My Hero Zero has been doing its thing for nearly a decade in State College, the eastern shore, Philly, Boston, Pittsburgh and just about anywhere within a 300 mile radius of Centre County. And, these days, its thing is growing.
Since its inception, the band has been performing what lead singer Jason Olcese calls the soundtrack of people’s lives in an ever-growing, listener-centered format that does nothing less than entertain people by performing their favorite pop songs in new ways.
“I’ve been working about 100 hours a week for eight years,” My Hero Zero lead singer Jason Olcese said.
It’s a cover band, which sounds easy enough to conceptualize, but speaking with Olcese for even only a few minutes makes it clear that label is not nearly enough. Besides, due to some personnel changes and Olcese’s quietly prolific songwriting career, My Hero Zero is turning a corner of sorts. It’s not so much away from its heartfelt brand of being a totally rocking pop cover band, but toward the inclusion of some original material to exist in tandem with the format the band has been so successful doing for so long.
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“It 100 percent marks a turning point,” Olcese said.
The time is now. Olcese and his manager, Angel — who is also his super business-savvy wife — are working on a My Hero Zero album featuring all-original material. It’s a major shift for a band that continuously climbs to steadily shifting peaks of the cover band circuit. In one sense, it’s a risk — albeit a very calculated one — because the My Hero Zero brand has been very successful, so the band is approaching the inclusion of original music mindfully, with the intention of continuing to honor what its fans have come to love about the band.
“We’re probably going to do two different versions of it,” Olcese said. “It’s been fantastic to see what kind of potential there is. Now we want to phase in some songs. In some venues we’ll play the whole thing, but in other venues we’ll say, ‘we can’t throw out half a Bruno Mars song and think from an egotistical standpoint that our song is going to hold more attention than that.’ ”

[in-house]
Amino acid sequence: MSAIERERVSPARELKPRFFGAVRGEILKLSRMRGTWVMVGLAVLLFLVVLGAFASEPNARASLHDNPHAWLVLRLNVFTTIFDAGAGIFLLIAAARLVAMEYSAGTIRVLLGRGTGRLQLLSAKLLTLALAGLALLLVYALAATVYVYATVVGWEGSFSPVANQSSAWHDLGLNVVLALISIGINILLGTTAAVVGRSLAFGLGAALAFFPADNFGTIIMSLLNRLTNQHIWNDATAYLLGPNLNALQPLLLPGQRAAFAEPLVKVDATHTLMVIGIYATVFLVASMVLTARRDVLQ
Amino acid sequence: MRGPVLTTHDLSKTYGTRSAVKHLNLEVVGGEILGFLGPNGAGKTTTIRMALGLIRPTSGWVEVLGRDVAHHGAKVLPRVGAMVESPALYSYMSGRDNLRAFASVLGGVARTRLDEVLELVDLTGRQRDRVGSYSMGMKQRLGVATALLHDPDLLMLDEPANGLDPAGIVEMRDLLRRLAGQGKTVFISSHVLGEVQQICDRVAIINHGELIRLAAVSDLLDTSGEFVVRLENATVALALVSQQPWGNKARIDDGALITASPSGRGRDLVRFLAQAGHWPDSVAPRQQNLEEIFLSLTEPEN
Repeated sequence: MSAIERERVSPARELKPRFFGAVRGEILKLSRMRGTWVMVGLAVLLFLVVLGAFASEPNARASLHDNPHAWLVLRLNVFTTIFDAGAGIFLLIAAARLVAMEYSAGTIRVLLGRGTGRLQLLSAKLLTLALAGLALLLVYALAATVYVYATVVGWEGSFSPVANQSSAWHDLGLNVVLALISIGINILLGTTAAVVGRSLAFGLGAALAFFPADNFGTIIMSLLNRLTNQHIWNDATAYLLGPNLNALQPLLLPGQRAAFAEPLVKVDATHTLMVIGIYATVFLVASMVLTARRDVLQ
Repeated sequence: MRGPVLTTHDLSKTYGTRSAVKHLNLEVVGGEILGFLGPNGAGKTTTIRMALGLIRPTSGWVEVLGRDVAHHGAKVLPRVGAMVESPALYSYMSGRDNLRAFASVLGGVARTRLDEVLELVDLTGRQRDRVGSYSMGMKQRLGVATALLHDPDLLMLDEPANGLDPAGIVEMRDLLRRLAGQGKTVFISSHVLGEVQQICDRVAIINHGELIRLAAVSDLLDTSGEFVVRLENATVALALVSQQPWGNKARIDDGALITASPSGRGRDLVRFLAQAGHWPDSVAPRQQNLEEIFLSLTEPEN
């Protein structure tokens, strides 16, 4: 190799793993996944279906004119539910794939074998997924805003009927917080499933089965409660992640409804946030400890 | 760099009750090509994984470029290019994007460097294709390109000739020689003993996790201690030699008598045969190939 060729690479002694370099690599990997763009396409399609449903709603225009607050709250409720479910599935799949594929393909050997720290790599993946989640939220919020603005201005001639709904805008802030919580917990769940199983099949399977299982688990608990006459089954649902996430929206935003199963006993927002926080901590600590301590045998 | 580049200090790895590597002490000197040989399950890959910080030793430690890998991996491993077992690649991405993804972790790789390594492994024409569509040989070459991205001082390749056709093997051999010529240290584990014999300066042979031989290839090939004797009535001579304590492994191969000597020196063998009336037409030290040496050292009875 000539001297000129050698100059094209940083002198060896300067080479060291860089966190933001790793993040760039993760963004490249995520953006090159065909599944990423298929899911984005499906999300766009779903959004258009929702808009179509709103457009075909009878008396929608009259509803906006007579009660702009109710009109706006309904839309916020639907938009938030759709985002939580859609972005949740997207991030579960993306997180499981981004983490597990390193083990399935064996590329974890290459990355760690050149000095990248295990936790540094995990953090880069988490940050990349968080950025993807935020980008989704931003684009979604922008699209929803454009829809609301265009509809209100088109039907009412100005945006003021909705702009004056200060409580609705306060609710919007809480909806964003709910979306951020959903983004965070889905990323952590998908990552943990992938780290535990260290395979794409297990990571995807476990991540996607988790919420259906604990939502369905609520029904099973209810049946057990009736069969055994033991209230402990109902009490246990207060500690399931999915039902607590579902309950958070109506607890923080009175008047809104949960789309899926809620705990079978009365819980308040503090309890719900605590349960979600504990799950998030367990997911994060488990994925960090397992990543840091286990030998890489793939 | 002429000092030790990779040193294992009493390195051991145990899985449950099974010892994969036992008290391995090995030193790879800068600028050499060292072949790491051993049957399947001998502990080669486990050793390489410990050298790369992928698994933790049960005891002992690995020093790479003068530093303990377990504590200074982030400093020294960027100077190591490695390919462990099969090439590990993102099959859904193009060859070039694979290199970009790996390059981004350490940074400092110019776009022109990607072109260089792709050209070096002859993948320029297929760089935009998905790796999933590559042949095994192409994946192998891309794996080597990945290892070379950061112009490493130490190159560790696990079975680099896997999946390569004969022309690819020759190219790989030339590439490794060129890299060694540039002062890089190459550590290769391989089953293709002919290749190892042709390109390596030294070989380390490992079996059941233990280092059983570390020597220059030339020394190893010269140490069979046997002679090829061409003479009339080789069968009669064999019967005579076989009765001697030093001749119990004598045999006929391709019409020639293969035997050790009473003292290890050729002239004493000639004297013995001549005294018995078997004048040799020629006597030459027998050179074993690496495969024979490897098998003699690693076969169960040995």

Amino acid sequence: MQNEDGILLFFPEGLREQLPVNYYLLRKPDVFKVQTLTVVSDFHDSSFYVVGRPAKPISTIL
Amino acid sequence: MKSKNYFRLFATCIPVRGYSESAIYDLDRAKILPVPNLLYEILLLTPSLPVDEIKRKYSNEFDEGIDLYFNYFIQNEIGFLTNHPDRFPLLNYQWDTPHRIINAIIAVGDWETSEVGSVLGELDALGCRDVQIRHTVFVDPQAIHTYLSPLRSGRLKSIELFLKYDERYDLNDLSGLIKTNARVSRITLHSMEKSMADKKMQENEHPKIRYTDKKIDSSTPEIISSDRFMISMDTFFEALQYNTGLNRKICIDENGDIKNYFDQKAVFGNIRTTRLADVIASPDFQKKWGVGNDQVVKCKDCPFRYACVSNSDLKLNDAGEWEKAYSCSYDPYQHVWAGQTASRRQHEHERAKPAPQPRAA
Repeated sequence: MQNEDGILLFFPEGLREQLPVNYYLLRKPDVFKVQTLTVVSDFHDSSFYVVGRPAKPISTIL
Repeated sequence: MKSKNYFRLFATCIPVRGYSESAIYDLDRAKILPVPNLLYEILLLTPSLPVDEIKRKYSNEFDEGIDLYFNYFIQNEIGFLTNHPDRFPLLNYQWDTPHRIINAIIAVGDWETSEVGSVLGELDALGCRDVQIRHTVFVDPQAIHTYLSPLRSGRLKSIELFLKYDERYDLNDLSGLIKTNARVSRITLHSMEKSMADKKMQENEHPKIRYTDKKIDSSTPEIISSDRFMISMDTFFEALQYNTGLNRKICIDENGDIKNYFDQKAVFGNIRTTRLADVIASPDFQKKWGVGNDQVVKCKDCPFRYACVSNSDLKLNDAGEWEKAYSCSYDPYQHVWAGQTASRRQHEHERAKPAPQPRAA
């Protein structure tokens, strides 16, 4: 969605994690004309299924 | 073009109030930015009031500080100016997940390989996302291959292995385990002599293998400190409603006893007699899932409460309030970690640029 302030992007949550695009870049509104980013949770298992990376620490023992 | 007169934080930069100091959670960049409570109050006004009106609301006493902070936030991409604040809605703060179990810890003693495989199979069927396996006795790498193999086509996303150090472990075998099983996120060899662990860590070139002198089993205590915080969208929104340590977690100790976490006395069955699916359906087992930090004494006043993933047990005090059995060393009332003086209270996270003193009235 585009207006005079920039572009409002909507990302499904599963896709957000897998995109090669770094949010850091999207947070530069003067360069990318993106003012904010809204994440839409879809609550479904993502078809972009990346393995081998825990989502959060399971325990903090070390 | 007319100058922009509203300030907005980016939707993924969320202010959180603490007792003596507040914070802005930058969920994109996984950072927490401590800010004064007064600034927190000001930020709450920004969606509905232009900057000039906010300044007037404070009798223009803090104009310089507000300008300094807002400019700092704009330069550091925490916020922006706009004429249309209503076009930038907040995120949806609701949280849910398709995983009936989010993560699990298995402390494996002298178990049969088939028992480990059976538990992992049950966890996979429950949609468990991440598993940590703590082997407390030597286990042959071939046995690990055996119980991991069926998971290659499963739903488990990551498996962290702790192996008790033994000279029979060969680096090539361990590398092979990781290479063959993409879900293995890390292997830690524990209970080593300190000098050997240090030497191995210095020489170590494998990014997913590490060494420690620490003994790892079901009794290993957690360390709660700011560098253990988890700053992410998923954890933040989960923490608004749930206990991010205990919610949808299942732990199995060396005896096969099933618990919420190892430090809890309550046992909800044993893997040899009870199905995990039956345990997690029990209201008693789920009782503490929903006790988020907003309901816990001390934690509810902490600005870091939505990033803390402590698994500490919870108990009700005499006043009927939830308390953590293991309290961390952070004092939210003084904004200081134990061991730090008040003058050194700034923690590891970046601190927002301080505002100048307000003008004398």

It will all come to a head in March at The State Theater, when My Hero Zero takes the stage to roll out its new format, which will likely feature a selection of original songs followed by the band’s classic format, designed to get everyone dancing and singing along.
Tickets for the show go on sale Nov. 2. Tickets are $20 but half-price for 18 and younger.
“We’ve done that because it’s really important for us to stay connected to our young fans,” Olcese said.
In addition to the artistic changes going on with the band, there are some branding changes as well. That makes sense, because aside from the music, My Hero Zero has some significant brand recognition and, as Olcese sees it, the brand can be a catalyst to nurture the local music scene, young artists and musicians in general, and to serve the State College business community in a variety of ways, all via the continuation and growth of the band, the emergence of a media company, and, eventually, a recording label.
“It takes constant expansion,” Olcese said.